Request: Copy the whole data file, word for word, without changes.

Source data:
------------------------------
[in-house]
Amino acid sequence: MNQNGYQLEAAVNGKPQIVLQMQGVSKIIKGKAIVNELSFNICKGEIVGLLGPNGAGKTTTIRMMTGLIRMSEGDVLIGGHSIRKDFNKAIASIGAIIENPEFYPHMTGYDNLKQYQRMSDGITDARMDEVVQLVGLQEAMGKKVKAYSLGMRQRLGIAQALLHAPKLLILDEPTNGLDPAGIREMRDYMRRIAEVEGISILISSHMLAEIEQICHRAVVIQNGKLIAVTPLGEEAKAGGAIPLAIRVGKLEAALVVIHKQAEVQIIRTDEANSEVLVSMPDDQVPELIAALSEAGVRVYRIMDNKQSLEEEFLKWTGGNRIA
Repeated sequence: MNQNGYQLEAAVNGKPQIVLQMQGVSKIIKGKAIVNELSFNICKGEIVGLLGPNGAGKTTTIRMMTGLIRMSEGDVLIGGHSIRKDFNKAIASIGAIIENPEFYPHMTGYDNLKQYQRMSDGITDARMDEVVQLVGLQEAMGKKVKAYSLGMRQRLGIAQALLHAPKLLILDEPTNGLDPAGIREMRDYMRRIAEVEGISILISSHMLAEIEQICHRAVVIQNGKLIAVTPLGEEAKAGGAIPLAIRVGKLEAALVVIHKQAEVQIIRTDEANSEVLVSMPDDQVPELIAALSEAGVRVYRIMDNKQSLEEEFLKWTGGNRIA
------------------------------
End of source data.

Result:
[in-house]
Amino acid sequence: MNQNGYQLEAAVNGKPQIVLQMQGVSKIIKGKAIVNELSFNICKGEIVGLLGPNGAGKTTTIRMMTGLIRMSEGDVLIGGHSIRKDFNKAIASIGAIIENPEFYPHMTGYDNLKQYQRMSDGITDARMDEVVQLVGLQEAMGKKVKAYSLGMRQRLGIAQALLHAPKLLILDEPTNGLDPAGIREMRDYMRRIAEVEGISILISSHMLAEIEQICHRAVVIQNGKLIAVTPLGEEAKAGGAIPLAIRVGKLEAALVVIHKQAEVQIIRTDEANSEVLVSMPDDQVPELIAALSEAGVRVYRIMDNKQSLEEEFLKWTGGNRIA
Repeated sequence: MNQNGYQLEAAVNGKPQIVLQMQGVSKIIKGKAIVNELSFNICKGEIVGLLGPNGAGKTTTIRMMTGLIRMSEGDVLIGGHSIRKDFNKAIASIGAIIENPEFYPHMTGYDNLKQYQRMSDGITDARMDEVVQLVGLQEAMGKKVKAYSLGMRQRLGIAQALLHAPKLLILDEPTNGLDPAGIREMRDYMRRIAEVEGISILISSHMLAEIEQICHRAVVIQNGKLIAVTPLGEEAKAGGAIPLAIRVGKLEAALVVIHKQAEVQIIRTDEANSEVLVSMPDDQVPELIAALSEAGVRVYRIMDNKQSLEEEFLKWTGGNRIA